I knew what was about to happen, and didn’t intervene. I thought maybe someone else would be galvanized to action after being smacked down for asking for respect and integrity from elected officials. For her honorable intentions, she was chastised by several board members, treated like a child and put in a corner. DPS security chief, Jamie Bullens appeared with one of his aides, dressed in black shirts, and stood by, in case she didn’t get the message.

Then came the speeches. Dr. Baguirov stated facts on falling enrollment, from 2000 to today. He talked about the ratio of administration to students- a stunning 1 administrator for every 136 students. Cincinnati, is at 1 to 236. Yet, we were only firing 20. Today.

The youngster on the board, John McManus tried to single out the Challenger center director for a pass from todays lynching. He had Sheila Taylor on his side for a few, until Joe Lacey, who has become cranky and sour, schooled the rest of the board about his experience during the last reduction in force. And Hazel Rountree launched into a tirade about how we had to bring in someone outside to fix what what couldn’t be fixed before. Ron Lee did point out that there are many unintended consequences to each and every dismissal- from seniority bumps to lawsuits, but in the end- the list was executed.

And of course, the board felt the need to blame the state, the feds, and everyone else for their difficulties, telling the people to go fix that for them.

Expect the Nov 17 meeting to be overrun with pissed off people. It will be ugly..

Both Debbie Lieberman and Judy Dodge spent real money on their reelection, despite being challenged by financially weak republicans with zero party support. Judy won  over Bob Matthews by 3% Debbie squeaked by Gary Leitzell with a single point plus lead.

And the county went to Trump.

A giant FAIL to Mark Owens, Nan Whaley, Karl Keith, who were incapable of fielding candidates that could even come close to winning. This is what happens when all you worry about is keeping your job, shilling for Hillary and getting your mitts on peoples paychecks who can’t vote you out of office.

If there was a time for a group of real democrats to join together to overthrow the Monarchy of Montgomery County, this would be it. Just the fact that embattled sheriff and republican party chair Phil Plummer was unopposed should be enough to shame them, if there was any shame to be had.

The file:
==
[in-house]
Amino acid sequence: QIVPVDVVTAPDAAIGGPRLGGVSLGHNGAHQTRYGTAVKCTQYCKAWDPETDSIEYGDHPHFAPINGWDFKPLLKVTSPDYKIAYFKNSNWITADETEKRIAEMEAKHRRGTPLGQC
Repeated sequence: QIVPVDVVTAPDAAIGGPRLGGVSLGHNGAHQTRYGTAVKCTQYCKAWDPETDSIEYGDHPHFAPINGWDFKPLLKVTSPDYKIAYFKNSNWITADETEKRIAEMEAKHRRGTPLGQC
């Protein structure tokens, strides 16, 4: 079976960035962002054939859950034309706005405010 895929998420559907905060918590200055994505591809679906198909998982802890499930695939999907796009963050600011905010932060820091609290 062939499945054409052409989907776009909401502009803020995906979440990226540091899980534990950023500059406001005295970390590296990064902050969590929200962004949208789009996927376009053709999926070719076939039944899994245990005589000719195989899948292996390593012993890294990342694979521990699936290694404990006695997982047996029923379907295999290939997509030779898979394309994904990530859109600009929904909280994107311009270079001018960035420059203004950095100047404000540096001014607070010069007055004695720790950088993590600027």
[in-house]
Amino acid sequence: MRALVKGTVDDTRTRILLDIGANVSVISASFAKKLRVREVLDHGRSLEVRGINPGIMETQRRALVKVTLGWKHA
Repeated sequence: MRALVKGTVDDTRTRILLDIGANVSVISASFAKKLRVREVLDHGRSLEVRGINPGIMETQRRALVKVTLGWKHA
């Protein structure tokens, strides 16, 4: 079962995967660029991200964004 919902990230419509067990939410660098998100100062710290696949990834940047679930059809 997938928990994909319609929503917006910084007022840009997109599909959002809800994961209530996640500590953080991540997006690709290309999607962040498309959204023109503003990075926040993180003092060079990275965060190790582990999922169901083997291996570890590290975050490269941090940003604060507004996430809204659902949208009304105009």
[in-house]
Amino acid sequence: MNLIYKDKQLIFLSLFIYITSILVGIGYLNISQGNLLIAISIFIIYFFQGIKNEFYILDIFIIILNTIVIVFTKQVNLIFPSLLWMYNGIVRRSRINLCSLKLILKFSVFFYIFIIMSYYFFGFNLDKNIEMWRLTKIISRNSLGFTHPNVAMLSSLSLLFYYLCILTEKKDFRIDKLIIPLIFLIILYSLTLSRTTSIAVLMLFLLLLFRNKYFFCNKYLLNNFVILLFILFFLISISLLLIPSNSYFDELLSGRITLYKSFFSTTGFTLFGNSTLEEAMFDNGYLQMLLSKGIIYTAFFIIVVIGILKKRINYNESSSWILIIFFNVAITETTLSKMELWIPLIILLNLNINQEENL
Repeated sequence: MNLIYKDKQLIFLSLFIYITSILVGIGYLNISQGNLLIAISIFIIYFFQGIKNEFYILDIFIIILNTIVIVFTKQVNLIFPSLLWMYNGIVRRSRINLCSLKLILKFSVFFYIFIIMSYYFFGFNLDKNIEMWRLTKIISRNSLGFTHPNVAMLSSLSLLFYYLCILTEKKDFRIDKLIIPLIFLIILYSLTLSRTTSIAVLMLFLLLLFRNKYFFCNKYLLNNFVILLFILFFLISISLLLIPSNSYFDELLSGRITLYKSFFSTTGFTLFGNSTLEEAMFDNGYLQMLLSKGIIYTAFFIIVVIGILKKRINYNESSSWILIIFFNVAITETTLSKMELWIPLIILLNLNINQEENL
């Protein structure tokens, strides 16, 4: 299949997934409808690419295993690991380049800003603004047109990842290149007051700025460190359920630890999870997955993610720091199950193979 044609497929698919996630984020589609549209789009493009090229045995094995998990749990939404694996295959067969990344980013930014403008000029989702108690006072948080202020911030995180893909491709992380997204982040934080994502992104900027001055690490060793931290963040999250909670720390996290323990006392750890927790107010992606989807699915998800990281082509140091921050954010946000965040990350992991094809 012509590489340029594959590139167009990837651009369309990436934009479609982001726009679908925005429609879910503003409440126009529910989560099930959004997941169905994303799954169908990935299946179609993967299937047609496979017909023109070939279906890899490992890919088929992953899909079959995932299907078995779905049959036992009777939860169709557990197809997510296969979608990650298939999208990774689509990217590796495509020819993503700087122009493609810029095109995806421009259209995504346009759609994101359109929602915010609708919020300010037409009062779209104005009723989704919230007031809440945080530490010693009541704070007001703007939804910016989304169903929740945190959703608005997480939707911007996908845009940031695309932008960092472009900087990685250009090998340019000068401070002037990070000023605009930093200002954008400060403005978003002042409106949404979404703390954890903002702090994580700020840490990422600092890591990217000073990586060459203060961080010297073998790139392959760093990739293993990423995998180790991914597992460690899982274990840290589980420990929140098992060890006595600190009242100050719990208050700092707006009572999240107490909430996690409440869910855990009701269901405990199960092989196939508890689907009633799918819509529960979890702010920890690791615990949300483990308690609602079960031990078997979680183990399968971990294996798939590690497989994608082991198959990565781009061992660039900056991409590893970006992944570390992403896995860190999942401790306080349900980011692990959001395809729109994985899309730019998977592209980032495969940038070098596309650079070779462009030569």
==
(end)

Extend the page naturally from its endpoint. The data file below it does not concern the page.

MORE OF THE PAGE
It is now 3:01 am and I checked the NY Times site, and we have a misogynist president who promised to “Make America Great Again.” My father has turned over in his cold storage.

My worst fears have almost all come true. Like Britain after the Brexit vote, we now have a brand new reality facing us.

Only one word comes to mind.

Courage.

Save

Signals crossed: Mayor vs School Board for Dayton Tax hike “for the kids”

Earlier this week, the Mayor and her minions started testing the waters for a .25% income tax hike, raising Dayton’s rate to rival Oakwood’s highest in the County 2.5%. Oakwood, with the best schools, the lowest crime, perfectly kept streets and backyard trash pickup. A place where public parks look like Disneyland- and even have public bathrooms “that don’t even smell” (that quote from a DPS student who was amazed at Orchardly Park while helping me with a hoops Dayton video).

Part of that money is to go to pay for comprehensive pre-school.

DAYTON — Under the threat of a state takeover, Dayton Public Schools Board of Education members agreed during a work session Saturday to draft a resolution of necessity, the first step toward placing a levy before Dayton voters in November.

The levy plan being forwarded is a temporary five-year, five mills levy targeted toward improving after-school and summer programs with possible technology components, said Adil Baguirov, board president.

“In the long run it’s more prudent and much cheaper to invest in early childhood education and summer programs and after-school programs and educational technology than it is into prisons and all kinds of remediation later in life,” he said.

Without showing improvement on its state report card, the district runs the risk of being operated under an Academic Distress Commission within the next two years. New funding could pull the district back from the brink, said Joe Lacey, a board member.